In the Footsteps of the Red Baronby Mike O'Connor
Manfred von Richthofen became a fighter pilot on the Western Front in August 1916. By January 1917, Richthofen had shot down fifteen aircraft had been appointed commander of his own unit. He painted the fuselage of his Albatros D-III a bright red and was nicknamed the Red Baron. In June 1917, Richthofen was appointed commander of the German Flying Circus. Made up of… See more details below
Manfred von Richthofen became a fighter pilot on the Western Front in August 1916. By January 1917, Richthofen had shot down fifteen aircraft had been appointed commander of his own unit. He painted the fuselage of his Albatros D-III a bright red and was nicknamed the Red Baron. In June 1917, Richthofen was appointed commander of the German Flying Circus. Made up of Germany's top fighter pilots, this new unit was highly mobile and could be quickly sent to any part of the Western Front where it was most needed. Richthofen and his pilots achieved immediate success during the air war over Ypres during August and September.
Manfred von Richthofen was killed on 21st April 1918. Richthofen had destroyed 80 allied aircraft, the highest score of any fighter pilot during the First World War.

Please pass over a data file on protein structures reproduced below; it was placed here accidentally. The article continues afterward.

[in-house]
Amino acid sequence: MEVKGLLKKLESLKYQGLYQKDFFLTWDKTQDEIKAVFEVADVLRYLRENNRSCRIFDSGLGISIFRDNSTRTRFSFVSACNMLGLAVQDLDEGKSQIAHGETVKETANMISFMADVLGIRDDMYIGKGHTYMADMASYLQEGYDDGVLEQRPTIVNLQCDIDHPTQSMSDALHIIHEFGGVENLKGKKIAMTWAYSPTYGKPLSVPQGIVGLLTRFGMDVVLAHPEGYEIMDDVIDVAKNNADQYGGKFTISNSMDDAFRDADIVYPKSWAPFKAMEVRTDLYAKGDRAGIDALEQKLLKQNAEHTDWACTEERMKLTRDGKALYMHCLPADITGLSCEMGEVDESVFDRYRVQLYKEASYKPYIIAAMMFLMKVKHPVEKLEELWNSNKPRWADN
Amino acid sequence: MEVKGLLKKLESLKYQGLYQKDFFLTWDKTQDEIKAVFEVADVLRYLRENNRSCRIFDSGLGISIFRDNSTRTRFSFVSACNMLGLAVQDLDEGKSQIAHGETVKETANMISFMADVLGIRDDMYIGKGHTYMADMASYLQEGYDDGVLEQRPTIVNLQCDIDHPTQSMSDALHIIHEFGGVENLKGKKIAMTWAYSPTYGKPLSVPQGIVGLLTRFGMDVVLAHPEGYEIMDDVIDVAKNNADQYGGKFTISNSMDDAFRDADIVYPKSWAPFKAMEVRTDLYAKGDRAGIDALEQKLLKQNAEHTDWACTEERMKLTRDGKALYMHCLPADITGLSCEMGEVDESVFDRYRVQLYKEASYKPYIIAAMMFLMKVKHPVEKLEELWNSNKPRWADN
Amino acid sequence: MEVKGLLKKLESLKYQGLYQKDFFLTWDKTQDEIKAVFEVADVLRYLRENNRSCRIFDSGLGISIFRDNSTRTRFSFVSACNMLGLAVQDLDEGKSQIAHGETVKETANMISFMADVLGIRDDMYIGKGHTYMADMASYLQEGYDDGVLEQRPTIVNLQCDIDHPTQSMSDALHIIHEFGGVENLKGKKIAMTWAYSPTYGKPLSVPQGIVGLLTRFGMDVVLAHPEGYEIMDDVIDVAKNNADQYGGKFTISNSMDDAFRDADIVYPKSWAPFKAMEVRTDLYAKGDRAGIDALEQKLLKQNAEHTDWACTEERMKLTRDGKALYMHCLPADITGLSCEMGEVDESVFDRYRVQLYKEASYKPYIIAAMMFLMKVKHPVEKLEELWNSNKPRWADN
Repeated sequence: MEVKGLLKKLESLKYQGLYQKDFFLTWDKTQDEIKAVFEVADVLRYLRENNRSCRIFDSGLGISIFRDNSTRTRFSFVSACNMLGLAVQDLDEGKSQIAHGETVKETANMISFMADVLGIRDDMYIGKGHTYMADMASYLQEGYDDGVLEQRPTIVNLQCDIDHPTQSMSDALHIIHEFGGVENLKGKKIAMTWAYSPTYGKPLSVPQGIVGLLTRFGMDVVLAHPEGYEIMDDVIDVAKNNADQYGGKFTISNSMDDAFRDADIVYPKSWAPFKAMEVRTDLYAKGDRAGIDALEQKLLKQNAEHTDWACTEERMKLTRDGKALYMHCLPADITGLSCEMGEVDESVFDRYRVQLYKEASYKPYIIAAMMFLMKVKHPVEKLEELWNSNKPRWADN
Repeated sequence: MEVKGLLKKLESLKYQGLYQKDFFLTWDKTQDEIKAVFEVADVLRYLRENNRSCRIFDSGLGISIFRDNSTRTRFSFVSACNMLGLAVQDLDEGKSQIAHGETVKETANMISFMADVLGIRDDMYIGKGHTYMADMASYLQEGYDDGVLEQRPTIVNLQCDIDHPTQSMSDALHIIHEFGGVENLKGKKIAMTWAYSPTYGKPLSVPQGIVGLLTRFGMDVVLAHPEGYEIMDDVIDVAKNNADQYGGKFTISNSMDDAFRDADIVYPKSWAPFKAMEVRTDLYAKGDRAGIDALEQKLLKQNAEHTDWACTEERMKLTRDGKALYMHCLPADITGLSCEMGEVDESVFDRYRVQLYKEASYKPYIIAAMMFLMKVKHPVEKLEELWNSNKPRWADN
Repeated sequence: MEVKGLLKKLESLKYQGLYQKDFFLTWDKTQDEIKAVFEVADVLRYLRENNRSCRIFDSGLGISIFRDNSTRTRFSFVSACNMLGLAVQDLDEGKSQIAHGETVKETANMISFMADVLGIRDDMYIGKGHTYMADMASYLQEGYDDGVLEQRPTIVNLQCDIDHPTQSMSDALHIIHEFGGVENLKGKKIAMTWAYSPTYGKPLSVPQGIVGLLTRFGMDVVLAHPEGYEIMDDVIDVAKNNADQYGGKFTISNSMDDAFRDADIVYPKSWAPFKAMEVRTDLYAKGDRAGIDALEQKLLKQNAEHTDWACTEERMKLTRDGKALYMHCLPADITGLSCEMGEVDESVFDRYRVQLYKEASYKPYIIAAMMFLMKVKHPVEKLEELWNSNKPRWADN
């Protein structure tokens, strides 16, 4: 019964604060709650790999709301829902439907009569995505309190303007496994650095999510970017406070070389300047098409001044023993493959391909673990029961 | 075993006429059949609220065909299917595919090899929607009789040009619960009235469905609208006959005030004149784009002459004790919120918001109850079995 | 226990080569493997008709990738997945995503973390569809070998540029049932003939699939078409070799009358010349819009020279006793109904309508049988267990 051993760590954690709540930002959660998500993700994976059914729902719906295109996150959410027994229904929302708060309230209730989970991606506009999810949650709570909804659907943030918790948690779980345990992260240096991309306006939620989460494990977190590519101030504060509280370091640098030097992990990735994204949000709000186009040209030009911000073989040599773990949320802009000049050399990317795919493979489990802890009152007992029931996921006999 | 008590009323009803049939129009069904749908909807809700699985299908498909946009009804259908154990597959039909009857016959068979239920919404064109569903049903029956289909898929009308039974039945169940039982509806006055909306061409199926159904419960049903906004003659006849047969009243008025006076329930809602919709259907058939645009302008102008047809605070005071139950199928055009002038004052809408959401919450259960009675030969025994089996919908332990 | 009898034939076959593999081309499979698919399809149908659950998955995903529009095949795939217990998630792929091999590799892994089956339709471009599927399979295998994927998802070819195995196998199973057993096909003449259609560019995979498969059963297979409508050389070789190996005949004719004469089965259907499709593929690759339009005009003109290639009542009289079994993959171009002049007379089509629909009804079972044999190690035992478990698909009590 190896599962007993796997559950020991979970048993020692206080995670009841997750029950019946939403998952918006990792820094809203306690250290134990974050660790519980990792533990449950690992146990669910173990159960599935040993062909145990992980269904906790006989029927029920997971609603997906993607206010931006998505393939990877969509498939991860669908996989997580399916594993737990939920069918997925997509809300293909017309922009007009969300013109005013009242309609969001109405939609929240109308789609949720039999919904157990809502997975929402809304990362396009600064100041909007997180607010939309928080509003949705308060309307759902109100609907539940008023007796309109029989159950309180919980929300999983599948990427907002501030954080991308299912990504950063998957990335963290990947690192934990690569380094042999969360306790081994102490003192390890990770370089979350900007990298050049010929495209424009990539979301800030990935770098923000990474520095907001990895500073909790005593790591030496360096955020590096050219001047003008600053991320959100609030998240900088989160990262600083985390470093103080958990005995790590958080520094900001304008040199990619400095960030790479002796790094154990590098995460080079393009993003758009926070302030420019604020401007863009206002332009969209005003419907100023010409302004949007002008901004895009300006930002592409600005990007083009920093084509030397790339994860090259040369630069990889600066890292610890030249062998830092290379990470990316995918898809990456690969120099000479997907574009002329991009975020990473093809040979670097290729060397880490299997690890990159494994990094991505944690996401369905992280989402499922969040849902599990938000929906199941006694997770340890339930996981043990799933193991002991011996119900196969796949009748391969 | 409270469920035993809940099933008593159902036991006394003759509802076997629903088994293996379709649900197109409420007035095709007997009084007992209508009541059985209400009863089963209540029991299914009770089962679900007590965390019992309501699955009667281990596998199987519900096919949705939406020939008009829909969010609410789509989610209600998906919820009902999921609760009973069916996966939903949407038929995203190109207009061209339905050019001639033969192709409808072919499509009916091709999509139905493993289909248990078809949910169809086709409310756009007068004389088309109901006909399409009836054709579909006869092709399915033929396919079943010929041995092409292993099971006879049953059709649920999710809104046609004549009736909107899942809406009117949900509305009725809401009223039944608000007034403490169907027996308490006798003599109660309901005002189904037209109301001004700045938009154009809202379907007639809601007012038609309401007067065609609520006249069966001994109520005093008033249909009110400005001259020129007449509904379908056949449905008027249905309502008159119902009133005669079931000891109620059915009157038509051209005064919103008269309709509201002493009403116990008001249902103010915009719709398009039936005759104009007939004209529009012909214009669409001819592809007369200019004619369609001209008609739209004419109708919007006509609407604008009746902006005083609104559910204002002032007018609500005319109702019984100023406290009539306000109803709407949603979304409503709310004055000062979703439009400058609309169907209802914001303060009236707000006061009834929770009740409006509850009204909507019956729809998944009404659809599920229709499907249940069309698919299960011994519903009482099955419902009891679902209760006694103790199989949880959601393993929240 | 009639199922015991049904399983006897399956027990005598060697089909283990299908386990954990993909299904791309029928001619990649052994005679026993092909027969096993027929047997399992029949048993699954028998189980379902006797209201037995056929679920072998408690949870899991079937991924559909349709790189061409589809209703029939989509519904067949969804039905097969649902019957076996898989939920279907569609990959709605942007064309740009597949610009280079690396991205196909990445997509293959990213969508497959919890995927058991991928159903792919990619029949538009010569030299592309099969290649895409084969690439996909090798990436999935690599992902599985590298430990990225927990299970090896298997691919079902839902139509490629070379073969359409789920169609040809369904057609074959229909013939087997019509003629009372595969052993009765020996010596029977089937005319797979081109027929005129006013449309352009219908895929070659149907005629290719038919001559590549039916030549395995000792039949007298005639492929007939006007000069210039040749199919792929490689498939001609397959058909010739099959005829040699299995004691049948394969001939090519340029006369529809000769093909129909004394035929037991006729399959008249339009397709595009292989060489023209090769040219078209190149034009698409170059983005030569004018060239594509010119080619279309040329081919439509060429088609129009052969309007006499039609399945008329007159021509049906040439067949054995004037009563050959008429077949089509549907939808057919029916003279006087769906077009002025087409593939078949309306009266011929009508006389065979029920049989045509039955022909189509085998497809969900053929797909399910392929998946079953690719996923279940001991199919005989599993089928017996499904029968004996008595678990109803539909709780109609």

This book is divided into three sectors of the WWI front line in which von Richthofen operated. Each area is conveniently reached within hours. Airfield sites, memorials and the graves of Manfred's famous victims are described and directions for the battlefield walker are included with information on related museums and historic sites with special association with this most famous of fighter pilots.
and post it to your social network
Most Helpful Customer Reviews
See all customer reviews >
In the Footsteps of the Red Baron is one of several remarkable books in the Battleground Europe series published by Pen & Sword. Its authors, Mike O¿Connor and Norman Franks, have given us a terrific little volume about Manfred Von Richthofen, guiding us to the locations of airfields he flew from, his living quarters, his battles, and his death. A central purpose of the Battleground Europe titles is to serve as guides to those who wish to visit battle sites, and this work succeeds wonderfully. Much more than von Richthofen is covered here: He killed dozens of men in combat, and O¿Connor and Franks do a great service to those who met their death fighting him. The burial place of every known casualty is listed, and several biographies and photographs of the victims are given as well. There is also this: many of von Richthofen¿s opponents were too badly burned to be identified by the Germans, or their graves were later lost. Their names can be found on the Arras Memorial and are listed here. As is the case with all the books in this series, this one is very highly recommended even if¿and perhaps especially if¿you do not plan to tour the battle sites personally.